This seminar will compare relationships between gender and the environment in a developed country, the U.S., and a developing country, India. We will look at the history of gender constructions of nature and natural resources and their relationship to environmental practices. We will examine the disproportionate impact of environmental destruction on women and children, particularly from poor and minority communities, as well as rapidly changing ideas and practices about environmental degradation and climate change. Among the topics we will consider are gender constructions in the history of each country’s agricultural policies and their effects on attitudes and practices toward the land and other resources like minerals, water, and forests. We will analyze gender, land tenure, and the law as it affects resource control and allocation in India. We will look at related questions concerning the control of natural resources in the U.S. like the disputed ownership of the water of Lake Erie in an impoverished suburb of Detroit. We will explore women’s roles in environmental struggles in both countries.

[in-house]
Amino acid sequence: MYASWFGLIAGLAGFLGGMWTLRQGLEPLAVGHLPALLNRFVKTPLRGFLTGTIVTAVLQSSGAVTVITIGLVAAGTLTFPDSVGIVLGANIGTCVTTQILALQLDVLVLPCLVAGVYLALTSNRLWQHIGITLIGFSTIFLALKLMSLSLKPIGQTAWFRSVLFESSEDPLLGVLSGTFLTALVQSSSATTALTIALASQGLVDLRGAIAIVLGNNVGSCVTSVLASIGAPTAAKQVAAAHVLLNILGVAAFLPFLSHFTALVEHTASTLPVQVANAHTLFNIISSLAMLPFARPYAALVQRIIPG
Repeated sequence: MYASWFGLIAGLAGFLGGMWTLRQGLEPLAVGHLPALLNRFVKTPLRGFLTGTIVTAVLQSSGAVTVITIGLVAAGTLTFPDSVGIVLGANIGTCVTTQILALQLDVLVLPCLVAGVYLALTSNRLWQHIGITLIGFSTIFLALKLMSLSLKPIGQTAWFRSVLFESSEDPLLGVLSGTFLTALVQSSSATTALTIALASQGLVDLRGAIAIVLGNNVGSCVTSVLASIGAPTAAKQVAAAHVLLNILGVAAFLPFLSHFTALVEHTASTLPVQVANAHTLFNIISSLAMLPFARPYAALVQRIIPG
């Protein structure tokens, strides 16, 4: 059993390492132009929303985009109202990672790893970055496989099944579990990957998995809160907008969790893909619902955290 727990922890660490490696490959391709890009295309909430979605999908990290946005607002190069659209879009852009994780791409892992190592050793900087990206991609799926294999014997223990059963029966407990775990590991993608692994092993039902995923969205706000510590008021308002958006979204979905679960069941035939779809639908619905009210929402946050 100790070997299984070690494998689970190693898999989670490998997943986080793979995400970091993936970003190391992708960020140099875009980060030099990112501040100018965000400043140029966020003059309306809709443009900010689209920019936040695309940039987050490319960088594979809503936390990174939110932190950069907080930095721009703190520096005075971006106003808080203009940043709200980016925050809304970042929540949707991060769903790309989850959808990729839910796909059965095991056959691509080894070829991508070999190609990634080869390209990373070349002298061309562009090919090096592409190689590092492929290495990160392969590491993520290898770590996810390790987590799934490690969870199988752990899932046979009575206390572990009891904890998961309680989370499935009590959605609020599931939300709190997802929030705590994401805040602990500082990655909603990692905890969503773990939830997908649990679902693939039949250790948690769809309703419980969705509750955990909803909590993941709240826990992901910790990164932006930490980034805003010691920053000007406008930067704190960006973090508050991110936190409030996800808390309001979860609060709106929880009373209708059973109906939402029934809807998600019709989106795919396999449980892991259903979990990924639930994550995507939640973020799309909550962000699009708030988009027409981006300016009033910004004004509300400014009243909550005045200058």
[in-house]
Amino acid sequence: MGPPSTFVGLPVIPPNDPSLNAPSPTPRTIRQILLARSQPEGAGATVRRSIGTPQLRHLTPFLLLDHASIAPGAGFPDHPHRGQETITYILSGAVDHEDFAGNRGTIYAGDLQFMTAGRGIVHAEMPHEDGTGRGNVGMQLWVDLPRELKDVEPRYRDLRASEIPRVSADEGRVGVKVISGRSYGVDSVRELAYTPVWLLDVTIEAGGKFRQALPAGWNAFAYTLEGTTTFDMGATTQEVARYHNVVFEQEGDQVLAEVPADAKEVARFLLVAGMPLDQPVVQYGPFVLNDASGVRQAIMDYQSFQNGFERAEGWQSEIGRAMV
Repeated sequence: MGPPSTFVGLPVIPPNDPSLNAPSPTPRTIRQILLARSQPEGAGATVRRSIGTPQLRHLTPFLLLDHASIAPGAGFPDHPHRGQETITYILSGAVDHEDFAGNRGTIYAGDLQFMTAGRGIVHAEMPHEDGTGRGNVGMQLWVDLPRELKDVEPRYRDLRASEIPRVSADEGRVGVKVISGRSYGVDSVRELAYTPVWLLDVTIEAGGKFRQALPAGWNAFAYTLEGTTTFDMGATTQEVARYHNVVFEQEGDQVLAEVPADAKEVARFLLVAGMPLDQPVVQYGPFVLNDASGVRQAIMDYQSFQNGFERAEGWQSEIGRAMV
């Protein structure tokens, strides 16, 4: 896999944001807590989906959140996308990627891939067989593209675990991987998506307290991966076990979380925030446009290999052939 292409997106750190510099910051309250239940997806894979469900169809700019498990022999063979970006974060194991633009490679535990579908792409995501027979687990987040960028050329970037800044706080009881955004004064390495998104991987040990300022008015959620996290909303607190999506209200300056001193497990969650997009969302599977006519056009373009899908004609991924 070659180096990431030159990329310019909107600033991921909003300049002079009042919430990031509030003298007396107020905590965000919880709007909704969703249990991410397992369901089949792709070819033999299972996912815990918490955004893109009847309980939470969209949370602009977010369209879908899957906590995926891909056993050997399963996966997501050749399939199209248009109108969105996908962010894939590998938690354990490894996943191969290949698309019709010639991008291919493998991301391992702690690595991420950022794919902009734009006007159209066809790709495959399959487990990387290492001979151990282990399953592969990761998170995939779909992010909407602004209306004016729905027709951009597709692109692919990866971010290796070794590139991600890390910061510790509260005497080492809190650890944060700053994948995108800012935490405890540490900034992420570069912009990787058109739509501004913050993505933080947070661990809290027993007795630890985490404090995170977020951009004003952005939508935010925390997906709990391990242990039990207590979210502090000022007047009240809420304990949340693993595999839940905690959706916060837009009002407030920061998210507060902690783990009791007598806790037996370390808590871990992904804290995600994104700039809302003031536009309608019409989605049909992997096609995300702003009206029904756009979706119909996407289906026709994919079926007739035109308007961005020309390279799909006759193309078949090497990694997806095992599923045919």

Scholars and aid workers have long observed that environmental destruction has differential impacts on men and women. Women are the major victims of natural disasters, like the Tsunami of 2002 and Hurricane Katrina in 2005. Environmental destruction affects women’s health and reproduction in unique and dangerous ways. Pesticides and nuclear wastes cause birth defects, complications in labor, and toxic concentrations in women’s breast milk. The growing field of environmental justice has drawn attention to the significance of race in the location of hazardous waste facilities and the disproportionate number of people of color and women who are affected by workplace hazards. Following the earthquake in Haiti, after years of demands by women’s activist groups, the U.N. decided for the first time to deliver aid directly to women because it recognized this was the most effective way of reaching the children who need it.
Limited to 20 students. Spring semester. Professors Basu and Saxton.
If Overenrolled: Preference will be given to WAGS majors, Environmental Studies majors and upper level students.